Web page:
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NE Lawmakers Begin Phasing Out State Taxes on Social Security Benefits



Tuesday, June 1, 2021   

LINCOLN, Neb. -- Nebraska lawmakers are leaning on older residents to help boost the state's economic recovery.

Last week Gov. Pete Ricketts signed Legislative Bill 64 into law, which begins the process of phasing out state taxes on Social Security benefits.

Todd Stubendieck, state director of AARP Nebraska, said the move will help Nebraskans live their retirement years independently and with dignity, and he said every dollar going back into Nebraskans' pockets will be spent locally on necessities.

"And that's going to be a huge economic impact, especially at a time in which we're coming back from COVID," Stubendieck asserted. "And it's important that we're supporting our local economy. So I think this will be a huge economic driver in our state, these tax dollars getting back into our systems."

Stubendieck noted Nebraskans age 50 and older account for 56 cents of every dollar in consumer spending in the state, in part because many have moved past years spent saving for retirement, and generate $50 billion in economic activity.

After some lawmakers voiced concerns about lost revenue, the bill was revised to cut just half of state taxes over the next five years. Lawmakers will need to pass additional legislation to phase out the remaining share by 2030.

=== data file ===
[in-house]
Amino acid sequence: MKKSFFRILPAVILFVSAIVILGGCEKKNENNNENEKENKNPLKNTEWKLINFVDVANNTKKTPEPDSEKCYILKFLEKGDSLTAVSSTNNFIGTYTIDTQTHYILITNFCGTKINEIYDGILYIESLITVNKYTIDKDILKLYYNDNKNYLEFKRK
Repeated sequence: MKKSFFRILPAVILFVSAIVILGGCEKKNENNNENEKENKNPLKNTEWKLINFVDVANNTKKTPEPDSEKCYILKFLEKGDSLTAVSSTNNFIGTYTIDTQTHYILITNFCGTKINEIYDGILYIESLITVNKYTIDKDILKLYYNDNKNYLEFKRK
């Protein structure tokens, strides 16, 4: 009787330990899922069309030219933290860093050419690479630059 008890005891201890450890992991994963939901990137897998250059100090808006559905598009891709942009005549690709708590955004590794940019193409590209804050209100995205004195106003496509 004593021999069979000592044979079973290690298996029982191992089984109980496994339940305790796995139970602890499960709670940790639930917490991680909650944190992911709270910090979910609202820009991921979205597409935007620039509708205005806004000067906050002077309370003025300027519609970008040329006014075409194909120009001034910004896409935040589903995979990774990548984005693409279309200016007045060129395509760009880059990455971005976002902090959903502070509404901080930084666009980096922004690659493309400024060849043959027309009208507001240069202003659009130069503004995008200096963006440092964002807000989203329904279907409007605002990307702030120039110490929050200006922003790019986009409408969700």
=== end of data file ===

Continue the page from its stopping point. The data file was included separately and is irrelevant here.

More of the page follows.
Nebraska is one of just 13 states to tax Social Security benefits, and Stubendieck emphasized every dollar counts for families living on fixed incomes as the cost of medicine and other essentials continue to rise.

Stubendieck believes the compromise was the right move, and is pleased older Nebraskans will soon see real tax relief.

"This bill was trying to be fiscally responsible to say, 'We know that we can do the first five years and do the first 50%, but we want to pause at that point, look at the situation, and pass a bill to do the next step,'" Stubendieck explained.

In 2014, the Nebraska Legislature exempted Social Security benefits from state income taxation for married couples with incomes below $58,000 annually, and $43,000 for single people, an exemption which will continue under the new measure.

Disclosure: AARP Nebraska contributes to our fund for reporting on Budget Policy and Priorities, Consumer Issues, Health Issues, and Senior Issues. If you would like to help support news in the public interest, click here.

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